"Medical circles breathed a sigh of relief Wednesday over the Fukushima District Court's decision to acquit the obstetrician at the center of a case involving professional negligence resulting in death.
""The ruling is reasonable because it shows the court understands the difficulties and risks involved in the treatment of patients who are in a critical condition," the Japan Society of Obstetrics and Gynecology (JSOG) said.
"In a statement, the society said it had made strong overtures to prosecutors not to appeal the ruling so as to avoid causing further confusion in the medical community over the trial.
"Doctors and others had been particularly critical of the decision by police to pursue criminal charges against Katsuhiko Kato, 40, whose patient died after he performed a Caesarean section in 2004.
""The ruling was what the medical community had been longing for," said an obstetrician and gynecologist at a university hospital.
"According to the Ministry of Health, Labor and Welfare, 54 women died in connection with child-bearing in 2006.
"During the trial, the central question facing the district court was this: How should doctors and other medical practitioners be held accountable when things go drastically wrong while they are trying to save their patients?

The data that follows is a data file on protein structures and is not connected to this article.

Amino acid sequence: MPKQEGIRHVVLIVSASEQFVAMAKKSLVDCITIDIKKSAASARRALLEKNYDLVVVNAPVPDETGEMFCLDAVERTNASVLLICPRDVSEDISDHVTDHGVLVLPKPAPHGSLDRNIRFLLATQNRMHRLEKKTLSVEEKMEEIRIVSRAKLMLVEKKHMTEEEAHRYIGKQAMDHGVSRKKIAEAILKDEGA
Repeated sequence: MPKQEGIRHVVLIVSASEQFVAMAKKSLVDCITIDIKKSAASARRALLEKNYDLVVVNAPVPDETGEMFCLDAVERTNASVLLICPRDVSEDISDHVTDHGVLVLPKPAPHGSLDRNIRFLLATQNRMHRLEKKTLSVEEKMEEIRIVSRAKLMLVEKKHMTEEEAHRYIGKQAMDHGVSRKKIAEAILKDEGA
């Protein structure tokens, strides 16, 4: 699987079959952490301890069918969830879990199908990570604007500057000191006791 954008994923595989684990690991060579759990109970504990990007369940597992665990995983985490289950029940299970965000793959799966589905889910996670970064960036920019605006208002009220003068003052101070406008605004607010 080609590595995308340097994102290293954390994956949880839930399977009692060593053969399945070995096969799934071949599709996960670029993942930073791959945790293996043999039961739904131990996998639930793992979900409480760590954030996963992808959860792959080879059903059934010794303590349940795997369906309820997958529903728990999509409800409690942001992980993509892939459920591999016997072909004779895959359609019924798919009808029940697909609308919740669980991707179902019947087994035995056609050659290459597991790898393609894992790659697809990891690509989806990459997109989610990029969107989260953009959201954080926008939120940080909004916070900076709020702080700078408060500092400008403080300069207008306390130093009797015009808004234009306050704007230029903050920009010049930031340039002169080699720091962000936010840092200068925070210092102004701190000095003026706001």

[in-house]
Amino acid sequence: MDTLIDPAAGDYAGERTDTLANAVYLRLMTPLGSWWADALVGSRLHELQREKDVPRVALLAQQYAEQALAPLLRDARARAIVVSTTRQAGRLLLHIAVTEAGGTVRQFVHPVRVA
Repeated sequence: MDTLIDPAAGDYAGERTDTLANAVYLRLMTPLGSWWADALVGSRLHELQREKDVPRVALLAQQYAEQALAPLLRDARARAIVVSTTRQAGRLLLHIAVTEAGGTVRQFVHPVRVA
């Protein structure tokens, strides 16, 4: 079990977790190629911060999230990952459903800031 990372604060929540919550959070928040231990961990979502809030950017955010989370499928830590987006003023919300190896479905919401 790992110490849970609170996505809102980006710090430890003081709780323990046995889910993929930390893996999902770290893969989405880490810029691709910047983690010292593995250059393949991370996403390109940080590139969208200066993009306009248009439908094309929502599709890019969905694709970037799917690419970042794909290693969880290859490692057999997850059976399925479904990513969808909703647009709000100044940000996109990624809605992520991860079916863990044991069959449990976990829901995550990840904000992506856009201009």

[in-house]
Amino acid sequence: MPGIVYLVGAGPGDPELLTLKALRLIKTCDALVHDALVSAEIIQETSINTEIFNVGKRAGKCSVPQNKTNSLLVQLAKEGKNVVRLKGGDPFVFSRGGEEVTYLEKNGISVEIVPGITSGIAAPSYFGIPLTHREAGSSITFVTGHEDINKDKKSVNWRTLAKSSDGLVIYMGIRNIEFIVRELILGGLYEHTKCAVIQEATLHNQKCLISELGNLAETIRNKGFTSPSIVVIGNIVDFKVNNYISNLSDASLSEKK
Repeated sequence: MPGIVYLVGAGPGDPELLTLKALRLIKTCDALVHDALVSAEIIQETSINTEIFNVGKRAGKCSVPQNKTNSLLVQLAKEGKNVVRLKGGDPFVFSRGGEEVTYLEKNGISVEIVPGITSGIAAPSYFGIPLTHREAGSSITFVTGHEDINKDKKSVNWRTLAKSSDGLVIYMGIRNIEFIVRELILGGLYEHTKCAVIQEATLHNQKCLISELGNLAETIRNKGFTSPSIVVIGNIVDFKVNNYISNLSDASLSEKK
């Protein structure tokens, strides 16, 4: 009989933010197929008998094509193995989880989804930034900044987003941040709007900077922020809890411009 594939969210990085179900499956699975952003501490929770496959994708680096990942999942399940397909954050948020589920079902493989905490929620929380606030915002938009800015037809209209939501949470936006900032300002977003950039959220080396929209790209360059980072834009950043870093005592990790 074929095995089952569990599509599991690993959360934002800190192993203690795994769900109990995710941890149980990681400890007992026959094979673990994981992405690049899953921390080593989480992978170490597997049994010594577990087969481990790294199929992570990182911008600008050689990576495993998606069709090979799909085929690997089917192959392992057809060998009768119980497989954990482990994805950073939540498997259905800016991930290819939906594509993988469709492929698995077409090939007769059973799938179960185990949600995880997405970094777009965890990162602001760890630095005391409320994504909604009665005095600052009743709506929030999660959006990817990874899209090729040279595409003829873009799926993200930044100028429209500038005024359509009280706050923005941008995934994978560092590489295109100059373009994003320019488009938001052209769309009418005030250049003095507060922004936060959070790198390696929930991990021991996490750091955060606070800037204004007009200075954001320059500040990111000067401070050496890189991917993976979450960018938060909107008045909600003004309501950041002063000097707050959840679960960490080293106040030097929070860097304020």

"Chizuko Kuwae, chief of the obstetrics and gynecology department at the Tokyo Metropolitan Fuchu Hospital, said that on occasion it was inevitable that patients die--despite the best efforts by their doctors.
""We would be put in the position of not being able to do anything unless these risks are properly recognized," Kuwae said.
"The number of obstetricians and gynecologists nationwide fell by 12 percent during the decade through 2006, partly due to the higher risks in this area of medicine.
"Norio Higuchi, professor of British and American law at the University of Tokyo's Graduate School of Public Policy, said the ruling made it clear that a criminal court trial is not the appropriate venue for uncovering the truth behind medical accidents.
""A new system should be established to enable doctors and patients to work together in an investigation (into a medical accident) so as to prevent a recurrence," Higuchi said.
"The ruling will likely influence a bill the health ministry plans to submit to an extraordinary Diet session in autumn to formally establish a committee of third-party experts to investigate malpractice cases.
""(The obstetrician) would not have faced criminal charges if a third-party organization of experts had been tasked with the investigation (into the case)," said Takashi Okai, an executive director of the JSOG and professor of Showa University medical school.
"Hiroyuki Nagai, who heads a citizens group working to prevent medical accidents, said a third-party organization should be set as as soon as possible to secure impartial and expert investigative procedures into such matters."
By Asahi Shimbun (8/21/2008), Link to article (last visited 8/22/2008)